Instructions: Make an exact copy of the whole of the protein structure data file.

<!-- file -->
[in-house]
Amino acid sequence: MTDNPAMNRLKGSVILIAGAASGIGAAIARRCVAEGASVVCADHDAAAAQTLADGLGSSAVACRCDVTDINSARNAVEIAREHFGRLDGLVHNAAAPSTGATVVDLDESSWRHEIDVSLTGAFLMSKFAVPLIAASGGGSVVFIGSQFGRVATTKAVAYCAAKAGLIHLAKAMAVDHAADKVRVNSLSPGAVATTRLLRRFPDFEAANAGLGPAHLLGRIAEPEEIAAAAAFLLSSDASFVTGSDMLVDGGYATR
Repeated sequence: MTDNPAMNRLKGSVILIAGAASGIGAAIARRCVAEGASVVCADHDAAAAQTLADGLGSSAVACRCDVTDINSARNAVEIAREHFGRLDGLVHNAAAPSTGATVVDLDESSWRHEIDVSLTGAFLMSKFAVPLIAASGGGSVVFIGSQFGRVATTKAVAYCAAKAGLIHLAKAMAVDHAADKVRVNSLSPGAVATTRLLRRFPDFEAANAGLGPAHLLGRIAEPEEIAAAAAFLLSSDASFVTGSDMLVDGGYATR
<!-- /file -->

[in-house]
Amino acid sequence: MTDNPAMNRLKGSVILIAGAASGIGAAIARRCVAEGASVVCADHDAAAAQTLADGLGSSAVACRCDVTDINSARNAVEIAREHFGRLDGLVHNAAAPSTGATVVDLDESSWRHEIDVSLTGAFLMSKFAVPLIAASGGGSVVFIGSQFGRVATTKAVAYCAAKAGLIHLAKAMAVDHAADKVRVNSLSPGAVATTRLLRRFPDFEAANAGLGPAHLLGRIAEPEEIAAAAAFLLSSDASFVTGSDMLVDGGYATR
Repeated sequence: MTDNPAMNRLKGSVILIAGAASGIGAAIARRCVAEGASVVCADHDAAAAQTLADGLGSSAVACRCDVTDINSARNAVEIAREHFGRLDGLVHNAAAPSTGATVVDLDESSWRHEIDVSLTGAFLMSKFAVPLIAASGGGSVVFIGSQFGRVATTKAVAYCAAKAGLIHLAKAMAVDHAADKVRVNSLSPGAVATTRLLRRFPDFEAANAGLGPAHLLGRIAEPEEIAAAAAFLLSSDASFVTGSDMLVDGGYATR